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See it, hear it online with new RealNetworks streaming technology


The hottest thing to hit the Internet a couple of years ago was something called RealAudio, a way to quickly transmit audio files across the Internet.

The company that developed RealAudio, RealNetworks Inc., quickly became the leader in their field.

Now RealNetworks has released their state-of-the-art fifth-generation audio and video media player, and it's one of the hottest items available for download on the World wide Web.

RealPlayer Plus G2 is light years ahead of early versions of the RealAudio, as it plays both video and audio files -- even if you're using a "slow" 28.8k modem connection.

The secret is the software's ability to process "streams" of information and convert it into video and audio -- with very good quality as well.

RealPlayer Plus G2 offers more than the ability to play files that you may find at various sites around the Web. It also features "channels" for video and audio content that you can play.

For example, my RealPlayer setup includes Headline News, ESPN Sportszone, National Public Radio's Morning Program, Fox News Channel and many, many more.

Audiophiles will find better sound quality than before, plus the ability to view an audio analyzer and use a graphic equalizer when listening to audio files.

The RealPlayer interface looks more like a standalone Web browser than an helper application. You can even run it alone without using your Web browser -- and bookmark your favorite audio and video sites on the Web.

Radio has found a new format with RealPlayer technology; dozens of radio stations from around the world also simulcast on the Internet using RealNetworks' media format.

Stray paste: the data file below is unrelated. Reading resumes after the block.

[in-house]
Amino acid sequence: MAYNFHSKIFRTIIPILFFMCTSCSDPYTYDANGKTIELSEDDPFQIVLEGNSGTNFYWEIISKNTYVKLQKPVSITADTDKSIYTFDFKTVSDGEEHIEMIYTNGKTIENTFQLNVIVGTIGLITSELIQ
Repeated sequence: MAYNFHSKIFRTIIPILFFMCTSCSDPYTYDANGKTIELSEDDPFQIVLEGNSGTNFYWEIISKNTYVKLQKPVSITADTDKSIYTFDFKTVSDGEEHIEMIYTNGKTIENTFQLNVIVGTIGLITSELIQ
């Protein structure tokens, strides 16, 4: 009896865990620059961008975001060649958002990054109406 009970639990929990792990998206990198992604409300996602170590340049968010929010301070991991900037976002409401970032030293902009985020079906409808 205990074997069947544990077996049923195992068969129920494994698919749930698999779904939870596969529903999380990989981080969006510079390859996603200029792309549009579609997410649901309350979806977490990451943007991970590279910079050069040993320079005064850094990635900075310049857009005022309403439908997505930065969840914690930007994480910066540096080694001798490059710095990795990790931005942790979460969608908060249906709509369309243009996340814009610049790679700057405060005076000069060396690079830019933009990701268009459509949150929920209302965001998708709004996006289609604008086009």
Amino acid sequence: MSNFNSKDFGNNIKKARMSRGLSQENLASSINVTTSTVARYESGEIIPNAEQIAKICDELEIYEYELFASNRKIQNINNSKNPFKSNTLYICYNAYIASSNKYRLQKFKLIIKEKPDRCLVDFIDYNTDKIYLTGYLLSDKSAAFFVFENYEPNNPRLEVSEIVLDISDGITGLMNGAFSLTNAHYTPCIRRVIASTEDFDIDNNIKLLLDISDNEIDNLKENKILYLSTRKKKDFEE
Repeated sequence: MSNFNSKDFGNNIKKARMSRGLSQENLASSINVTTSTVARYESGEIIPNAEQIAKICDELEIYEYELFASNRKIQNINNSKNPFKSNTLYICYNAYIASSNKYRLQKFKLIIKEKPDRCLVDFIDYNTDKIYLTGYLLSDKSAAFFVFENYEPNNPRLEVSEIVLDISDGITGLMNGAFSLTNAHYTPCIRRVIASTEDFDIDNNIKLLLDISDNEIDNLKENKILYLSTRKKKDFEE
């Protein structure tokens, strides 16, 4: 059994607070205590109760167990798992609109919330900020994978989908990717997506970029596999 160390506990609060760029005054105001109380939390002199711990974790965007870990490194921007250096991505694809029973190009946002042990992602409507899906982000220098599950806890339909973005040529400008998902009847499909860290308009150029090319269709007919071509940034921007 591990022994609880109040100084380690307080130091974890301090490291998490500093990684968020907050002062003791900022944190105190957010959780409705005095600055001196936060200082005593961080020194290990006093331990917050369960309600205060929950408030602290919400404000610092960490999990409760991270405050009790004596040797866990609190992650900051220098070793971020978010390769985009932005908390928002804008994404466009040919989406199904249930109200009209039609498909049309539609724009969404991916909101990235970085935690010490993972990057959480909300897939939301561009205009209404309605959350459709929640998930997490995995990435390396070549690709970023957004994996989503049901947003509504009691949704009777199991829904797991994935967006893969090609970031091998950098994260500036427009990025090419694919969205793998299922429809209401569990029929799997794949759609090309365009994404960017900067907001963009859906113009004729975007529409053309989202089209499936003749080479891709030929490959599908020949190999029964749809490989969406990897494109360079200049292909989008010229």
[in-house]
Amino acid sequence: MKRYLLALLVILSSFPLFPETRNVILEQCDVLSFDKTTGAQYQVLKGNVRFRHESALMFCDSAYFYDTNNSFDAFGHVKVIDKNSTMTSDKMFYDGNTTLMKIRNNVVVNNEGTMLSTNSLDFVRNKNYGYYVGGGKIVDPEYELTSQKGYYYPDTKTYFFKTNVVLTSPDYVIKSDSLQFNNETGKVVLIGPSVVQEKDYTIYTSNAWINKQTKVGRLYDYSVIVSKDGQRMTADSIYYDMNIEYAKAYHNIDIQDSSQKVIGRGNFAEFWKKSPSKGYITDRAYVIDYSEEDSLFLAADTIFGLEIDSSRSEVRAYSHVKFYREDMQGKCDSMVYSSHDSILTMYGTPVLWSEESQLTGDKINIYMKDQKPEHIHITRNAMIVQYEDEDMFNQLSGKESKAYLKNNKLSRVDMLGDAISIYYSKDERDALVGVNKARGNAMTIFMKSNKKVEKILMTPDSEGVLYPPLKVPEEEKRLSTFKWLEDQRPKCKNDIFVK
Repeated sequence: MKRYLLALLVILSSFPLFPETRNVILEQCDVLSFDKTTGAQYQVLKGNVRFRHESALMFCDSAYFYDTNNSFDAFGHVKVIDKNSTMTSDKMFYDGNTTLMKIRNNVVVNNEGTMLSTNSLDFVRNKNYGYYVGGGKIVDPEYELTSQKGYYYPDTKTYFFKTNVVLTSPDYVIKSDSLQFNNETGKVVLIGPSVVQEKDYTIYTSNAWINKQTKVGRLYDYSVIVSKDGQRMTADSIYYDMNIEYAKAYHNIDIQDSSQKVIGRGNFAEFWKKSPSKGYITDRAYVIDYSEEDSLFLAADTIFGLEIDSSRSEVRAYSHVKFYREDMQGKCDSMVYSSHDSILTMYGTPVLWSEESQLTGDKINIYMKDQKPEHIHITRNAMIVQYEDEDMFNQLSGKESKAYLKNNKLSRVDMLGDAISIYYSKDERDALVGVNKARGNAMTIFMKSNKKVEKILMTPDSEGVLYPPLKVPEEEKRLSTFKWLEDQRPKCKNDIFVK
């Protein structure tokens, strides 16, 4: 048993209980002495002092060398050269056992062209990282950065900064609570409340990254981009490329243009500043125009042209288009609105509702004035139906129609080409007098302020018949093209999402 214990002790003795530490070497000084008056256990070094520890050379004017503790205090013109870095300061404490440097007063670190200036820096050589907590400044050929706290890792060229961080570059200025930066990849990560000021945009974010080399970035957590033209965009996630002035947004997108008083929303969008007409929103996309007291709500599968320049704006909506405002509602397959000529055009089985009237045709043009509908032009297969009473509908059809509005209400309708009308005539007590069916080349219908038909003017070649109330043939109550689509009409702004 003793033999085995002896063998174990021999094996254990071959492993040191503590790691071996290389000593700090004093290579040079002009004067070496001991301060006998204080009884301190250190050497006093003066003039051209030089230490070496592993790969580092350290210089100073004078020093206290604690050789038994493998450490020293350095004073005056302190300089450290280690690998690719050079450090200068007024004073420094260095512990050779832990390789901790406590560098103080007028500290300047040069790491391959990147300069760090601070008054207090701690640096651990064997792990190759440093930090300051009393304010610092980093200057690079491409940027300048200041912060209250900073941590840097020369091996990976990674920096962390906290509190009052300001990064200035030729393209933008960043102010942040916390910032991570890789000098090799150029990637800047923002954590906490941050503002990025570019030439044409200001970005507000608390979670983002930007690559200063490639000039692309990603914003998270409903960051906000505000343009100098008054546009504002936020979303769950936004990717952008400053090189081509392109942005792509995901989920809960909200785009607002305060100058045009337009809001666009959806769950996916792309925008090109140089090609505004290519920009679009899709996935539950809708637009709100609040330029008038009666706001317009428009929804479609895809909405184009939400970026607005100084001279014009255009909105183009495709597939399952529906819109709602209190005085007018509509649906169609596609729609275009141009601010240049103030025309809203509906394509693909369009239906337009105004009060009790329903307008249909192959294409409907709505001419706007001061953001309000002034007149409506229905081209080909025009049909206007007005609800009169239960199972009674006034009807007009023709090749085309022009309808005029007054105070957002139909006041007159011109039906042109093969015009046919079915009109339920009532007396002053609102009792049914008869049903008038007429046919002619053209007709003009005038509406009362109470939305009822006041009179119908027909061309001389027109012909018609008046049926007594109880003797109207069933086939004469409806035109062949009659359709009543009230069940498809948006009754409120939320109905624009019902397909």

The RealPlayer Plus G2 offers an 80 percent increase in audio frequency response, providing better fidelity with 28.8k modem connections. Being a standards-based application, it supports RTSP, a new standard recently approved by the W3C and other formats.

Rob Glaser, chairman of RealNetworks, recently announced that more than 35,000 sites carry RealNetworks media content today, which is up from 8,000 just last year. According to RealNetworks, the company has more than 28 million registered users.

The software is still a "preview release," but don't let that stop you from trying it. Since its mid-July release, several million people have downloaded RealPlayer Plus G2.

For the latest information, visit the RealNetworks home page at www.real.com.

E-MAIL SECURITY. Another e-mail security flaw was discovered last week -- this time in one of the Internet's most popular e-mail programs, Eudora.

Eudora is the most widely used of all e-mail programs, according to a story in Friday's New York Times.

The flaw makes it possible to booby-trap an e-mail message by inserting what looks to be a harmless link to an Internet location that in fact executes a program. It could mean destroyed or stolen data, according to the New York Times story.

There are no known cases of anyone taking advantage of this flaw.

Qualcomm Corp., which makes the Eudora e-mail program, announced a "repaired" version would be posted on its Web site on Friday afternoon.

For more information, visit Qualcomm's Web site at www.eudora.qualcom.com.

WAL-MART CUSTOM PCS. Made-to-order PCs have become all the rage with a variety of computer makers, including Compaq, Apple Computers and others.

And now you'll soon see the nation's largest retailer getting into the act.

Wal-Mart is launching its own brand of custom-configured computers available for order via the company's Web site.

Wal-Mart's line of Avail computers -- including desktop, tower and notebook version -- and will be manufactured by ACI Microsystems, a subsidiary of American General Ventures.

Wal-Mart isn't the first retailer to try selling its own "house" brand of computer.

CompUSA recently launched its own line of custom-configured PCs available over the Internet.

The push for "house" brands comes as PC prices continue to fall into the sub-$1,000 category, becoming more of a mass-market item.

But admittedly, buying online isn't for everyone

The Wal-Mart site doesn't offer the advice and information that a first-time buyer would find at a local computer store. And if you want a Macintosh, you're out of luck.

But if you know what you want and are comfortable with ordering over the Web, you can get exactly what you want (though you'll have to allow five days for assembly before your made-to-order computer is shipped).

For information, visit their Web site at www.wal-mart.com.

Comments and questions about this column may be sent to jbrooks@myoldkentuckyhome.com, or visit www.myoldkentuckyhome.com on the World Wide Web.

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